After a 13-year run just north of Wrigley Field, Raw Bar & Grill is going away. Ownership is handing over operations to the owners of WHISK, the West Town restaurant known for its burgers, brunch, and Mexican-inspired menu.
The restaurant space will be split in two: The bar side will temporarily keep the Raw Bar name while WHISK cooks revamp the menu. Meanwhile, the dining area will morph into WHISK Wrigleyville. The Raw Bar name will remain on the bar side until the fall when WHISK will completely take over the space and do a more extensive remodel at 3720 N. Clark Street.
Raw Bar’s restaurant side has been closed since early 2016, and the bar side’s currently closed for the off season. WHISK will begin a light revamp this weekend, co-owner Rick Rodriguez said. They’ll repaint the walls and add a few photos of Ron Swanson. WHISK West Town is also known for its love of the Parks and Recreation character played by noted Cub fan Nick Offerman — mostly due to Swanson’s love of bacon. The goal is to reopen by early April for Cubs’ Opening Day.
“During game days there’s a lot of families and we want to cater to them,” Rodriguez said.
WHISK’s burgers come with thick patties and they’ll continue to serve them in Wrigleyville. But the Raw Bar side will get new thin-griddled burgers, along with ceviche, fish tacos, and fish and chips. Brunch will get a few new items on the WHISK side including drunken French toast.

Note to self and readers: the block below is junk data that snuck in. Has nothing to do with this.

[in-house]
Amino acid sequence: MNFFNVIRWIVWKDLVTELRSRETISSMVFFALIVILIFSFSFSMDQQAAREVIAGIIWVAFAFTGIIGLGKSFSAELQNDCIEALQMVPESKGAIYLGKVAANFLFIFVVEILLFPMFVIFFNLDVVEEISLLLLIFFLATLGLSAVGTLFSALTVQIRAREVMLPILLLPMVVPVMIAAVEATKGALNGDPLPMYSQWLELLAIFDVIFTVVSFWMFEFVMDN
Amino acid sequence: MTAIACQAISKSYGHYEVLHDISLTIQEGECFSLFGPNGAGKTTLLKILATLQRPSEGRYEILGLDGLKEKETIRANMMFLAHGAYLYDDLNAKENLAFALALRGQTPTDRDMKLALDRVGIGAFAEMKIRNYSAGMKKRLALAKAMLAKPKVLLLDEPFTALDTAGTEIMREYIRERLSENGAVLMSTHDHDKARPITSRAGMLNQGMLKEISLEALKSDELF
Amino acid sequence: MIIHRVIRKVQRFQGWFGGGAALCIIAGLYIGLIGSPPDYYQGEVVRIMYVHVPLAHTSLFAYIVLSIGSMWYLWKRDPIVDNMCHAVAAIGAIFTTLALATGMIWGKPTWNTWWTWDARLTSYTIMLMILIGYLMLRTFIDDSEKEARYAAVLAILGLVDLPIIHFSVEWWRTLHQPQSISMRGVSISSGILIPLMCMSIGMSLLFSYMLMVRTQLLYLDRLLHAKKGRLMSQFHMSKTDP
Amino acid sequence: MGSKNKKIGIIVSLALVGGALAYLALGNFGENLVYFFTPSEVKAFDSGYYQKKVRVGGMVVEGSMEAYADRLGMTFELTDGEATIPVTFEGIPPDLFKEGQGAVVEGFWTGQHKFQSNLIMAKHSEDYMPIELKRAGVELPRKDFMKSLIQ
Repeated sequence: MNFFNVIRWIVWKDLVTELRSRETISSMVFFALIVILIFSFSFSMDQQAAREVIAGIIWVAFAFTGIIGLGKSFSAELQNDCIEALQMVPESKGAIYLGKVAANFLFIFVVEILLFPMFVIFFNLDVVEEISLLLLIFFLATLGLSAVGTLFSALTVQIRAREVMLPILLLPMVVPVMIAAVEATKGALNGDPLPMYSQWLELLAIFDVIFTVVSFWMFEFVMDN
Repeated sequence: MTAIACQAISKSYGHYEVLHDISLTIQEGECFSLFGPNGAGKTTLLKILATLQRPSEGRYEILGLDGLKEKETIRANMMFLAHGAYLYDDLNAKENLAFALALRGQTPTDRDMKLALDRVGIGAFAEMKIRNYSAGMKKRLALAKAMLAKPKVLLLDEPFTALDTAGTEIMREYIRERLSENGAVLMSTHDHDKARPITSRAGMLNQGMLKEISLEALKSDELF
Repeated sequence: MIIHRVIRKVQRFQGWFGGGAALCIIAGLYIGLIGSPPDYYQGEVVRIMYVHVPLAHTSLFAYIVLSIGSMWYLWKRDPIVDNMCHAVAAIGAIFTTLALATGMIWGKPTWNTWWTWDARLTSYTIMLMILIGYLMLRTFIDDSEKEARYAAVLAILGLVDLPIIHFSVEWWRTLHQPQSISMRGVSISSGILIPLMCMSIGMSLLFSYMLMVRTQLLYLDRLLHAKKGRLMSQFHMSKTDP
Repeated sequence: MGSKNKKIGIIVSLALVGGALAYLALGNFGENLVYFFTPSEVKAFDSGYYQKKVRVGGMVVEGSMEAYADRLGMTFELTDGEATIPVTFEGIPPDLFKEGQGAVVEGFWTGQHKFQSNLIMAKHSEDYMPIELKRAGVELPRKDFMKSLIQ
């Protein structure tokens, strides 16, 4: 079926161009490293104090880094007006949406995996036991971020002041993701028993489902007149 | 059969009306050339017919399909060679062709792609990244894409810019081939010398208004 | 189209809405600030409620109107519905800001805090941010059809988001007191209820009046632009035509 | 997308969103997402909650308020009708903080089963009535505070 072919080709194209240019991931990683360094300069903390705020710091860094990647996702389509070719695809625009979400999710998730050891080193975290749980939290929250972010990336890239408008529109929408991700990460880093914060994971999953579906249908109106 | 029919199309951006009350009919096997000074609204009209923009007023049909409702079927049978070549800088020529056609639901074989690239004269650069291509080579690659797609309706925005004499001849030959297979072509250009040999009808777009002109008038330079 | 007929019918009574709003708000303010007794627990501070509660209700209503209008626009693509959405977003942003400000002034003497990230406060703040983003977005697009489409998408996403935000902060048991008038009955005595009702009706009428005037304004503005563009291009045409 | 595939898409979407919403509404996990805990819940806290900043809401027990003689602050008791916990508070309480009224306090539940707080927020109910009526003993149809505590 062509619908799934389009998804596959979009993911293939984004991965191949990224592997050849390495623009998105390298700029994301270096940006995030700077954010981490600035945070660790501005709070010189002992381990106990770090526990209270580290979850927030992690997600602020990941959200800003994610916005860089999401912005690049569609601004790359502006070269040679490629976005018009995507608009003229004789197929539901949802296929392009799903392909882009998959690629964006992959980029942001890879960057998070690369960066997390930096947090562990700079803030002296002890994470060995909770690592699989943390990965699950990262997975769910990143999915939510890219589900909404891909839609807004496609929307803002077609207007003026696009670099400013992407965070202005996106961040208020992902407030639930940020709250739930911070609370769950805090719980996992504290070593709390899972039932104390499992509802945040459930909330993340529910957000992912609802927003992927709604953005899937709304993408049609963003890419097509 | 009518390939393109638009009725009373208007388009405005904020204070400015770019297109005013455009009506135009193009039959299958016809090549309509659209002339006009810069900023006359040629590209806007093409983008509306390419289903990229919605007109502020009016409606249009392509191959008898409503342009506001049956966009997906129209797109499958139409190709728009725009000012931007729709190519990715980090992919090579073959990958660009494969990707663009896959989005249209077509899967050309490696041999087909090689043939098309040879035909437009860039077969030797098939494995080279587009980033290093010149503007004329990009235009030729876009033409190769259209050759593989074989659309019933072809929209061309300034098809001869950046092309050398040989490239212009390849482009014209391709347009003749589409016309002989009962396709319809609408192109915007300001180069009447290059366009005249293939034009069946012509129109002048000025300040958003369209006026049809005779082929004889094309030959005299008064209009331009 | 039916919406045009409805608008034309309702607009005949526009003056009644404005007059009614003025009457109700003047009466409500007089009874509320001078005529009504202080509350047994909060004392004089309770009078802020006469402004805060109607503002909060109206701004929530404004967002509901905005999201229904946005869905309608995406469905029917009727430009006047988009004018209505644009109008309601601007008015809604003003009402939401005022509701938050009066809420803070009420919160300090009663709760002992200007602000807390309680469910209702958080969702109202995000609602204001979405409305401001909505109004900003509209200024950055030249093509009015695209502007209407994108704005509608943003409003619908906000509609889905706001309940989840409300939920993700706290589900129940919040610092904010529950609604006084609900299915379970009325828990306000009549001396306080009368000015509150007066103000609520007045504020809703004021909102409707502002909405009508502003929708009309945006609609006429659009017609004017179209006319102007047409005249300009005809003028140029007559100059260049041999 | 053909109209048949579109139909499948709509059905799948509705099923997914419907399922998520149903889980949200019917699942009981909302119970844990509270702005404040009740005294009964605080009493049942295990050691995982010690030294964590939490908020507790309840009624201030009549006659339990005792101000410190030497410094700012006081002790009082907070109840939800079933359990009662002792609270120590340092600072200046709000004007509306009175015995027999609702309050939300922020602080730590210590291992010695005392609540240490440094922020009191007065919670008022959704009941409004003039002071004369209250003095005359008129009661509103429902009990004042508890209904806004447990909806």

Wrigleyville marks the third iteration of the WHISK name. Rodriguez took over the Son of a Butcher space in 2016. Unlike WHISK, SOB in Logan Square has more of a focus on Mexican grilled and smoked meats. They may bring that concept to the Raw Bar space.
Whatever Rodriguez decides, he knows he’ll have to play it cool when it comes to his fan affiliation. He’s a South Side fan: “My heart is black — I’m not allowed to post any White Sox memorabilia,” he said.
Additionally, Rodriguez is a recipient of The Deferred Action for Childhood Arrivals law, known as DACA. He’s been active as an advocate and recently met with Senator Dick Durbin as part of a roundtable to talk about the law’s impact.